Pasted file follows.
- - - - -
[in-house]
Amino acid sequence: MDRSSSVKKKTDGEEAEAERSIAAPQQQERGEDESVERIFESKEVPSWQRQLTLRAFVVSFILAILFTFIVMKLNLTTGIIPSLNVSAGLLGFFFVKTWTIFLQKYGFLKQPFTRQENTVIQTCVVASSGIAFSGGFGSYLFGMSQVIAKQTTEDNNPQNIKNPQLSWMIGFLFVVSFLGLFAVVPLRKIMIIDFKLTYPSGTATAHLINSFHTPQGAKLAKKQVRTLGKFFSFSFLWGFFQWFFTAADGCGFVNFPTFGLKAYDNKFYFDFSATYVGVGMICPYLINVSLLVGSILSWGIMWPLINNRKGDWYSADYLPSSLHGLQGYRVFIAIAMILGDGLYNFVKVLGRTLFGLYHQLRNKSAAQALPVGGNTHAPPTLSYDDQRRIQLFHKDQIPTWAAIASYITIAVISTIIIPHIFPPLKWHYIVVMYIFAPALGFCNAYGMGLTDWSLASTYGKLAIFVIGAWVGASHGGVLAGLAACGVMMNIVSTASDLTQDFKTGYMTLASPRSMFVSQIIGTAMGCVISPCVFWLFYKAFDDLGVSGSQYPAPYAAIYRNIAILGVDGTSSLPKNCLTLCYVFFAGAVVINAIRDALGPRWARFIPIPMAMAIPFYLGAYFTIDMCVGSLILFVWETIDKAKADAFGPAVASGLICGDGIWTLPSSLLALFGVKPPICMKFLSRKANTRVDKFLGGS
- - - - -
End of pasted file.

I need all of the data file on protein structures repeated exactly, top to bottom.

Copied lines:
[in-house]
Amino acid sequence: MDRSSSVKKKTDGEEAEAERSIAAPQQQERGEDESVERIFESKEVPSWQRQLTLRAFVVSFILAILFTFIVMKLNLTTGIIPSLNVSAGLLGFFFVKTWTIFLQKYGFLKQPFTRQENTVIQTCVVASSGIAFSGGFGSYLFGMSQVIAKQTTEDNNPQNIKNPQLSWMIGFLFVVSFLGLFAVVPLRKIMIIDFKLTYPSGTATAHLINSFHTPQGAKLAKKQVRTLGKFFSFSFLWGFFQWFFTAADGCGFVNFPTFGLKAYDNKFYFDFSATYVGVGMICPYLINVSLLVGSILSWGIMWPLINNRKGDWYSADYLPSSLHGLQGYRVFIAIAMILGDGLYNFVKVLGRTLFGLYHQLRNKSAAQALPVGGNTHAPPTLSYDDQRRIQLFHKDQIPTWAAIASYITIAVISTIIIPHIFPPLKWHYIVVMYIFAPALGFCNAYGMGLTDWSLASTYGKLAIFVIGAWVGASHGGVLAGLAACGVMMNIVSTASDLTQDFKTGYMTLASPRSMFVSQIIGTAMGCVISPCVFWLFYKAFDDLGVSGSQYPAPYAAIYRNIAILGVDGTSSLPKNCLTLCYVFFAGAVVINAIRDALGPRWARFIPIPMAMAIPFYLGAYFTIDMCVGSLILFVWETIDKAKADAFGPAVASGLICGDGIWTLPSSLLALFGVKPPICMKFLSRKANTRVDKFLGGS